A student of Plato and the teacher of Alexander the Great, Aristotle (384-322 BCE), is one of the most important figures in Western philosophy.
His school in Athens was located on the grounds of the Lyceum, which was a meeting place and public sports complex.
The ancient school was demolished by Roman General Lucius Cornelius Sulla in 86 BCE and rebuilt later. The site remained hidden until it was rediscovered during excavations in 1996for Athens' New Museum of Modern Art.
Greek archaeologists are preparing to restore the ancient school outside the walls of old Athens where Aristotle taught nearly 2,500 years ago. According to Athens News Agency (ANA), the site was discovered in downtown Athens 14 years ago. Greece is planning to open the school as part of an archaeological park and build an outdoor museum.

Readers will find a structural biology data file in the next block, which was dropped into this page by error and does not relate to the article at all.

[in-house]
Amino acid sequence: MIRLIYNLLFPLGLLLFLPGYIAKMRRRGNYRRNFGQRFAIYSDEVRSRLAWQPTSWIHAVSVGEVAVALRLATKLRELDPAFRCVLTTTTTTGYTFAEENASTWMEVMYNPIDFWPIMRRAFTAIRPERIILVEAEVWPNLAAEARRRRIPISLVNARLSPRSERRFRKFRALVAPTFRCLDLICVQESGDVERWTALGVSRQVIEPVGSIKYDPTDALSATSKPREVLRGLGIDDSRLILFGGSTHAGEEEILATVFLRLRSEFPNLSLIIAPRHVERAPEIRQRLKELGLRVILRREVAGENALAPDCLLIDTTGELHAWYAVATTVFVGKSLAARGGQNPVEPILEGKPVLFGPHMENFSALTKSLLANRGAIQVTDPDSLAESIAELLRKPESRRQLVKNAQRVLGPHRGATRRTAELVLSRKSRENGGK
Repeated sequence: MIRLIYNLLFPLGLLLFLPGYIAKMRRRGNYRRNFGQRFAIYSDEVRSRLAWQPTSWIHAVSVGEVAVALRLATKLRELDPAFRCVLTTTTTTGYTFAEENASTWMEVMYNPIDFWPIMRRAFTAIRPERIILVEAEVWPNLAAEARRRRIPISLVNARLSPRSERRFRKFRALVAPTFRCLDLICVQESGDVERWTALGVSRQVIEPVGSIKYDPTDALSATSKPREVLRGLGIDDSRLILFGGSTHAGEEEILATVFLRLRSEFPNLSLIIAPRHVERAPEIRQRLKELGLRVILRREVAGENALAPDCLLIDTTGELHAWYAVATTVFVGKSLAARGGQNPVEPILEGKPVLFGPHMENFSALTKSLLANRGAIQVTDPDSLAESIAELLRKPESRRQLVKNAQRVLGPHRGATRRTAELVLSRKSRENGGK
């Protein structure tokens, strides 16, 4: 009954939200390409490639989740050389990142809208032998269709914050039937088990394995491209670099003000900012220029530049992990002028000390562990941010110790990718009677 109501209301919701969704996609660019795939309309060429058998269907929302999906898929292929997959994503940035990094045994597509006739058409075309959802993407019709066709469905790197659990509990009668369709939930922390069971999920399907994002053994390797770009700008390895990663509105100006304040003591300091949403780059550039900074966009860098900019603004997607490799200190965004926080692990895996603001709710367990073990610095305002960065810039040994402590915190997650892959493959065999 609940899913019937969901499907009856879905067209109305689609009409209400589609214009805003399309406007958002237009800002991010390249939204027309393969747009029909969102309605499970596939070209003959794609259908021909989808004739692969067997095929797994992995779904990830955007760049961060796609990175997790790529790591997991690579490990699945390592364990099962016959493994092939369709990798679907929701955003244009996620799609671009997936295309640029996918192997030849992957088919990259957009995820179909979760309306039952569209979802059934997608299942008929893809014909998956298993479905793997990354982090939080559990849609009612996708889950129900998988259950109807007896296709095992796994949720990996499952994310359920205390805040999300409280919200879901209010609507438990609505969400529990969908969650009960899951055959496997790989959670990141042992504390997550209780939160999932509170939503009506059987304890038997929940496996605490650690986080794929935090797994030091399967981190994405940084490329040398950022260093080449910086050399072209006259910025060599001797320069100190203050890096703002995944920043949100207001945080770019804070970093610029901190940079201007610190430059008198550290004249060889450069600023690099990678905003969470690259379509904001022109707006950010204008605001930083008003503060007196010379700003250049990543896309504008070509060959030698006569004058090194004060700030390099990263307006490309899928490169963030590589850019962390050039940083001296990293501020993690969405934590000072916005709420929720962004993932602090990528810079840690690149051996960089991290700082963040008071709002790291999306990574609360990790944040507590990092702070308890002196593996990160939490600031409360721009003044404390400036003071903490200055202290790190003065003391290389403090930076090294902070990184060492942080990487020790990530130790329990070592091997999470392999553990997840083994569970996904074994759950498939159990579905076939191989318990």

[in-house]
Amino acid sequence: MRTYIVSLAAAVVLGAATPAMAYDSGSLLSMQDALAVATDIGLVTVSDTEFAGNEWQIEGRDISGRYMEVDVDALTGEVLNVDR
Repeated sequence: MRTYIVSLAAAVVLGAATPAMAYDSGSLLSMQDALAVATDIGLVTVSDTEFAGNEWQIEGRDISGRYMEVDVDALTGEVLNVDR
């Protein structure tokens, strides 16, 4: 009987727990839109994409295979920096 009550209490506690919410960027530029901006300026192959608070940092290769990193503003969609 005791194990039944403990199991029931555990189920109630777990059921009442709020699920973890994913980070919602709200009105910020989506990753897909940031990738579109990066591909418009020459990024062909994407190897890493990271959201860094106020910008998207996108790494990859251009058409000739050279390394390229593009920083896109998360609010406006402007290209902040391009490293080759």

Earlier this year, the Greek Ministry of Culture has announced plans to transform Aristotle's 2,500-year-old school into an outdoor museum. The $5.9 million-dollar project is funded by a donation from the partially state-owned Greek betting company OPAP.
Greek Culture Minister Antonis Samaras announced that a translucent roof would be built over the ancient site.
"This is a big project," Athens archaeological service official Aris Koronakis said.
"The arc-shaped roof will cover the entire area which is 50-by-48 meters."